[Editor's note - Grace is a full-time freelance author and editor.
This is her third installment, and is exclusive to Just Camping Out]
Hi! Yeah, it's me… back with yet another reason that I (you guessed it) hate camping.
We can send a man to the moon. We build bread makers that mix, proof and bake at the touch of a button. We have computers so advanced they make even a techno cripple like myself look like I actually know what I am doing.
We can't, apparently, produce a tent that anyone short of an astrophysicist can assemble in less than four hours. We also, or so it would seem, are incapable of manufacturing a waterproof shelter.
It's not just the tent, really, when you get down to it. It's the idea that the man has to be the one to put up the tent. Unfortunately, tents come with instructions, and we all know what that means. Instructions are like maps, good for stuffing in the glove-box or using as kindling to start the fire.
These are barely intelligible, anyway; as if the originals were written by a (what else) astrophysicist, translated into Japanese for no discernable reason, then translated into Russian for greater ease of translating back into fourth grade English.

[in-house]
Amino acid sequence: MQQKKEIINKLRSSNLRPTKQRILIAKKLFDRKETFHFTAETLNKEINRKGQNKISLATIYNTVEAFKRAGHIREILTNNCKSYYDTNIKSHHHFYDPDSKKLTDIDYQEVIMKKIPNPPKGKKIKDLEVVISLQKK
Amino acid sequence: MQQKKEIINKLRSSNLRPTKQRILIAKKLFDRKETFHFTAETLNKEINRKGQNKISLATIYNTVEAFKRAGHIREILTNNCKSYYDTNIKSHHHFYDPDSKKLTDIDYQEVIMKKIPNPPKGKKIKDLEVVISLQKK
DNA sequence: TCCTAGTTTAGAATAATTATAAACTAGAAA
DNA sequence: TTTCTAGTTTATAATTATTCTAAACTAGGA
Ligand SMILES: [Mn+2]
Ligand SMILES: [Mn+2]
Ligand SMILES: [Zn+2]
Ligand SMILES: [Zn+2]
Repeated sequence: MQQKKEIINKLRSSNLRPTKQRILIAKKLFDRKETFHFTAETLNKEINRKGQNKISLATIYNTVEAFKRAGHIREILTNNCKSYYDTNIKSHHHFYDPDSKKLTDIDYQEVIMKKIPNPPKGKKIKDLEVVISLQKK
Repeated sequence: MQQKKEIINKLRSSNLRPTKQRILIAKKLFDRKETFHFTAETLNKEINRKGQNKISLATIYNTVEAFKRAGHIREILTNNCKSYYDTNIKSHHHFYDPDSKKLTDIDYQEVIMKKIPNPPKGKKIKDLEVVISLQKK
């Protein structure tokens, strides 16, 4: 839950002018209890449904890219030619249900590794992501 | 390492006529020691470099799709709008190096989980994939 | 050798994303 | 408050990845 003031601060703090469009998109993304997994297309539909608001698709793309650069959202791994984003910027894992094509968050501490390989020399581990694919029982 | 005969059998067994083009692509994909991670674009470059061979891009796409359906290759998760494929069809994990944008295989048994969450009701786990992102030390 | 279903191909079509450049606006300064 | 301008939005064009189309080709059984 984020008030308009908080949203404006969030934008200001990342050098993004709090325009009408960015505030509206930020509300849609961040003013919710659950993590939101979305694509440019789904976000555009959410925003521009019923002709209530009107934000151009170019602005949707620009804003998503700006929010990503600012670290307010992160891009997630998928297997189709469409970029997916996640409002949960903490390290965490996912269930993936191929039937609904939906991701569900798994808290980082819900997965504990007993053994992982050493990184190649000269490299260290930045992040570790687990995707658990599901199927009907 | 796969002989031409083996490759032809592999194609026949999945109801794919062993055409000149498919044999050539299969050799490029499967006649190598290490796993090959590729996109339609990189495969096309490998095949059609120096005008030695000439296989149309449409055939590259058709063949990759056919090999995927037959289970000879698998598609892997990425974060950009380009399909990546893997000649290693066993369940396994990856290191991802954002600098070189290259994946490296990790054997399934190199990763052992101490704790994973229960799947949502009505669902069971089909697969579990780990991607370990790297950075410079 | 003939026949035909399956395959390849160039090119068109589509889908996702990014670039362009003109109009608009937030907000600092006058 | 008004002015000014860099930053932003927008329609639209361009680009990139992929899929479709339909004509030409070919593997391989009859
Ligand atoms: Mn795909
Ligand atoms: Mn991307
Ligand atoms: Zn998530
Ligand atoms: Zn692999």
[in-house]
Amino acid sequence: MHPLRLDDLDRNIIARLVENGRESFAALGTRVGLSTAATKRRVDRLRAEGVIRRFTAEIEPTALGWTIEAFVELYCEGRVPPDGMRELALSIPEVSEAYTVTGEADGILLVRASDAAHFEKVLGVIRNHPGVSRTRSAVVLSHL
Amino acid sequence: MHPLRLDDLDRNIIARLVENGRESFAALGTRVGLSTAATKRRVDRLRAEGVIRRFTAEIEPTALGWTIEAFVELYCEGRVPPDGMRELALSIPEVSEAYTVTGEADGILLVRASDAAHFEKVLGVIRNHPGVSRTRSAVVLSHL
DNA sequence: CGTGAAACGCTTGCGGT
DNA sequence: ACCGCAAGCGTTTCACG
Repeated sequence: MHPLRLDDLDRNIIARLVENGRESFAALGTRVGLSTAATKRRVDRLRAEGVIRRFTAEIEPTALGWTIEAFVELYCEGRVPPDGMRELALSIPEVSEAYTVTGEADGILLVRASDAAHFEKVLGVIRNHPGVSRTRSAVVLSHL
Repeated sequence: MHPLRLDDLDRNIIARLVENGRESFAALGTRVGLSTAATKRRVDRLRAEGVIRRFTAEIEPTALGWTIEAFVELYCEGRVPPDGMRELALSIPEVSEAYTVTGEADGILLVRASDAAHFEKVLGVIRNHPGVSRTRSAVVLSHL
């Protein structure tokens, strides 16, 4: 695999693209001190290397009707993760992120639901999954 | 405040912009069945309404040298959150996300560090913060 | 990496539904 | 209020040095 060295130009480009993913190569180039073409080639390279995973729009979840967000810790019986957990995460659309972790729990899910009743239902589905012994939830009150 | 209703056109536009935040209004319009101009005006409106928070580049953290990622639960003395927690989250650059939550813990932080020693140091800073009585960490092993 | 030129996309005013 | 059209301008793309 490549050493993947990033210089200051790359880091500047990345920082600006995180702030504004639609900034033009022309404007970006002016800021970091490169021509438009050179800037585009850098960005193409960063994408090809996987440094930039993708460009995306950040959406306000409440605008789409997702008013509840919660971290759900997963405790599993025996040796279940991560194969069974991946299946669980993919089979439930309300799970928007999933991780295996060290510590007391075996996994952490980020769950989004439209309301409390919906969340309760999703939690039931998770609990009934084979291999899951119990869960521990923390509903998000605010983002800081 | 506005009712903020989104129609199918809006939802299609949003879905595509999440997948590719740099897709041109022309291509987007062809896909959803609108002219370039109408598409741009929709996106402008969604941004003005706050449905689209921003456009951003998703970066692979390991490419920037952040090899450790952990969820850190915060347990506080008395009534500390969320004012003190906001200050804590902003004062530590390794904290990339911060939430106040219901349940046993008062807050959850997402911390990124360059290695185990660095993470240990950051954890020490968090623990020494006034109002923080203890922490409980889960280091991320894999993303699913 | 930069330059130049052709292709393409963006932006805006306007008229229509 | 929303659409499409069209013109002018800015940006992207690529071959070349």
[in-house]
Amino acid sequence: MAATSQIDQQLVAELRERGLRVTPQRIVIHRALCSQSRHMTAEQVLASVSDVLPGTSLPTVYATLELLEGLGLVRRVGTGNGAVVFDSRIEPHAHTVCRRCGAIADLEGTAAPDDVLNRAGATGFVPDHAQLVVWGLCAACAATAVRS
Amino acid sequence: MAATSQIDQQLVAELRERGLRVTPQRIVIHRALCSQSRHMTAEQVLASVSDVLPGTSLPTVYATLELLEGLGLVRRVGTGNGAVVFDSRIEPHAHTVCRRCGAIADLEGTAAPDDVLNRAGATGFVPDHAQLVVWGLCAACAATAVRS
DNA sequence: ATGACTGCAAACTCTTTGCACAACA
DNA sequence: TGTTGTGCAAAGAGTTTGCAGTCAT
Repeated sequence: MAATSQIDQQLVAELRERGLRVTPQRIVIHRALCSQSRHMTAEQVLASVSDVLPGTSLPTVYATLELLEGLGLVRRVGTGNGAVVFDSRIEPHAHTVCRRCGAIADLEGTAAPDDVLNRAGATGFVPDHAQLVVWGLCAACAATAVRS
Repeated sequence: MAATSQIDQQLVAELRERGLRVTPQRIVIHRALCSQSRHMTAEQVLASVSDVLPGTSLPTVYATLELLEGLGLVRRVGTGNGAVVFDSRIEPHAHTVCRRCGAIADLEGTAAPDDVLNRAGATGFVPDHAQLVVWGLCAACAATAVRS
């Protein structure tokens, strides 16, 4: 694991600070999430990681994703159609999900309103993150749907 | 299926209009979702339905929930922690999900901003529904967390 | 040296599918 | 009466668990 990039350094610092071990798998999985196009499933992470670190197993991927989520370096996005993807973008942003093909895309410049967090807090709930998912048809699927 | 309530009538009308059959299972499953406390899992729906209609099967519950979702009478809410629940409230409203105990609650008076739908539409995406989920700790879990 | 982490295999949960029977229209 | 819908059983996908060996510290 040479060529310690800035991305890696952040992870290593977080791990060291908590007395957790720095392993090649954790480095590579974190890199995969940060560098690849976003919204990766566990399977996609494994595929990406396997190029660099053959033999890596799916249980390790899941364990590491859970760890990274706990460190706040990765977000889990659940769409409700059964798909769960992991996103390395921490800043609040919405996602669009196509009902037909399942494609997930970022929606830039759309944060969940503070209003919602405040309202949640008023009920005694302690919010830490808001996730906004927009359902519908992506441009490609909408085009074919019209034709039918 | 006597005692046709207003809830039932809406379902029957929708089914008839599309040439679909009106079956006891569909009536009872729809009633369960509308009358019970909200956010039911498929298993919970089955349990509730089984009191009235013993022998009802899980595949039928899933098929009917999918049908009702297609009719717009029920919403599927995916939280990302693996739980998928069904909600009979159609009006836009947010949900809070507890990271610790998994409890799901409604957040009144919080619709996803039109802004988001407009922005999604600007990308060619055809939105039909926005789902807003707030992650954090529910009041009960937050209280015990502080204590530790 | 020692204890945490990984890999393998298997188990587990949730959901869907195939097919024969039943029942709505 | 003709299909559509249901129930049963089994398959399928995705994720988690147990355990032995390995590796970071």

The directions seem straightforward at first, such as 'put the end of pole A in the end of pole B' and 'thread pole C through pocket D.' Problem is, they invariably have sticky circles with the letters affixed to help you determine these slots and tabs, and the inspector who works in the miserable warehouse where they pack these miserable things invariably mis-stickies a few of the poles, causing more confusion.
This is the point at which the man becomes frustrated, and starts striking the ends of the poles with a hammer in order to force them to fit according to the little adhesive green circles stamped with letters of the alphabet. The woman must dig the charred remains of the instruction manual out of the fire and take the hammer away from the enraged male, giving him a beer and encouraging him to go take a load off.
Four hours later, the tent is assembled, and everything is moved inside just as it begins to rain. Everything placed in the tent to keep dry is promptly soaked, and the weight of the waterlogged material bends one of the flimsy aluminium tubes abruptly in the middle, collapsing said tent on top of its occupants.
From the wreckage the head of the household speaks - "I knew I should have done it myself! Women have no place putting up tents…."
Read Grace's Profile on Helium.com
All I can say, honestly, is "I can relate - been there!" Good thing I have two smart kids who don't even need to read those instructions (see photo, above: it's real!) ~Jim